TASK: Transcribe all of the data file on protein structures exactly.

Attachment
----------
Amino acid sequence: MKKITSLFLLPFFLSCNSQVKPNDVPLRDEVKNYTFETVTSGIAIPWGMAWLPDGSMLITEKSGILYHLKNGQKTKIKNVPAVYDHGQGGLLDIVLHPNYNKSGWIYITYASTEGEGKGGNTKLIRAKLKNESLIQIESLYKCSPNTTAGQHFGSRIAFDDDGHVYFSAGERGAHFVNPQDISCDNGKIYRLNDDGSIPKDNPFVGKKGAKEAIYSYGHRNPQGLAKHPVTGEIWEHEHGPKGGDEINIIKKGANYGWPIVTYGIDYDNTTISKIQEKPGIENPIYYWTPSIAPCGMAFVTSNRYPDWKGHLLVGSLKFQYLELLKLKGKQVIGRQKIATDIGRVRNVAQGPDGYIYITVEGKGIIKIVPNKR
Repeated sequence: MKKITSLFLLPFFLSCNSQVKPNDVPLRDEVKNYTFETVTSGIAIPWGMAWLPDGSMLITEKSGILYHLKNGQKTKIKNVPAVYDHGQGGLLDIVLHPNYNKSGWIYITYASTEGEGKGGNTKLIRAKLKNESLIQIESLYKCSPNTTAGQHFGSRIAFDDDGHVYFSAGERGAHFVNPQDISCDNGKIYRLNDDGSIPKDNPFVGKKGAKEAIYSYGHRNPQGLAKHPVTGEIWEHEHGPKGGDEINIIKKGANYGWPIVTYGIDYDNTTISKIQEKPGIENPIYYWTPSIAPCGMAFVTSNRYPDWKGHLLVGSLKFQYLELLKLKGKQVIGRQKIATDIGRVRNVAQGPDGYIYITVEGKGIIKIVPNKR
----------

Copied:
Amino acid sequence: MKKITSLFLLPFFLSCNSQVKPNDVPLRDEVKNYTFETVTSGIAIPWGMAWLPDGSMLITEKSGILYHLKNGQKTKIKNVPAVYDHGQGGLLDIVLHPNYNKSGWIYITYASTEGEGKGGNTKLIRAKLKNESLIQIESLYKCSPNTTAGQHFGSRIAFDDDGHVYFSAGERGAHFVNPQDISCDNGKIYRLNDDGSIPKDNPFVGKKGAKEAIYSYGHRNPQGLAKHPVTGEIWEHEHGPKGGDEINIIKKGANYGWPIVTYGIDYDNTTISKIQEKPGIENPIYYWTPSIAPCGMAFVTSNRYPDWKGHLLVGSLKFQYLELLKLKGKQVIGRQKIATDIGRVRNVAQGPDGYIYITVEGKGIIKIVPNKR
Repeated sequence: MKKITSLFLLPFFLSCNSQVKPNDVPLRDEVKNYTFETVTSGIAIPWGMAWLPDGSMLITEKSGILYHLKNGQKTKIKNVPAVYDHGQGGLLDIVLHPNYNKSGWIYITYASTEGEGKGGNTKLIRAKLKNESLIQIESLYKCSPNTTAGQHFGSRIAFDDDGHVYFSAGERGAHFVNPQDISCDNGKIYRLNDDGSIPKDNPFVGKKGAKEAIYSYGHRNPQGLAKHPVTGEIWEHEHGPKGGDEINIIKKGANYGWPIVTYGIDYDNTTISKIQEKPGIENPIYYWTPSIAPCGMAFVTSNRYPDWKGHLLVGSLKFQYLELLKLKGKQVIGRQKIATDIGRVRNVAQGPDGYIYITVEGKGIIKIVPNKR